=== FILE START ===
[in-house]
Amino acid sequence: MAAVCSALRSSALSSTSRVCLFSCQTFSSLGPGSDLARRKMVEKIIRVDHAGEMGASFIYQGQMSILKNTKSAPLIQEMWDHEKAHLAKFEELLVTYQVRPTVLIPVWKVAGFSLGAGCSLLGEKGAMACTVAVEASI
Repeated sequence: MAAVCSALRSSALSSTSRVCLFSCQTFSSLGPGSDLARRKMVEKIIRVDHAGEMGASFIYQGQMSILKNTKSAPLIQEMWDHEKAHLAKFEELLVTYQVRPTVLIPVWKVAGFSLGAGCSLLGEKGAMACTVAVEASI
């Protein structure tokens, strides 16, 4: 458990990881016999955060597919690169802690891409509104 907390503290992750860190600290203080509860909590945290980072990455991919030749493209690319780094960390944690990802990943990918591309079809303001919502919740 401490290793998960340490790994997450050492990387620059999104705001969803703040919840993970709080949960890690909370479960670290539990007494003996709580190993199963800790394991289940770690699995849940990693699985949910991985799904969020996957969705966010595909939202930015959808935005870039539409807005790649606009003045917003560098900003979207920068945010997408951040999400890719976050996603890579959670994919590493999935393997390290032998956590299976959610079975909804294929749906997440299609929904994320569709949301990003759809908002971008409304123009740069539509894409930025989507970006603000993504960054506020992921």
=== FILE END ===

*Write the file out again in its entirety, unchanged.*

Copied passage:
[in-house]
Amino acid sequence: MAAVCSALRSSALSSTSRVCLFSCQTFSSLGPGSDLARRKMVEKIIRVDHAGEMGASFIYQGQMSILKNTKSAPLIQEMWDHEKAHLAKFEELLVTYQVRPTVLIPVWKVAGFSLGAGCSLLGEKGAMACTVAVEASI
Repeated sequence: MAAVCSALRSSALSSTSRVCLFSCQTFSSLGPGSDLARRKMVEKIIRVDHAGEMGASFIYQGQMSILKNTKSAPLIQEMWDHEKAHLAKFEELLVTYQVRPTVLIPVWKVAGFSLGAGCSLLGEKGAMACTVAVEASI
């Protein structure tokens, strides 16, 4: 458990990881016999955060597919690169802690891409509104 907390503290992750860190600290203080509860909590945290980072990455991919030749493209690319780094960390944690990802990943990918591309079809303001919502919740 401490290793998960340490790994997450050492990387620059999104705001969803703040919840993970709080949960890690909370479960670290539990007494003996709580190993199963800790394991289940770690699995849940990693699985949910991985799904969020996957969705966010595909939202930015959808935005870039539409807005790649606009003045917003560098900003979207920068945010997408951040999400890719976050996603890579959670994919590493999935393997390290032998956590299976959610079975909804294929749906997440299609929904994320569709949301990003759809908002971008409304123009740069539509894409930025989507970006603000993504960054506020992921």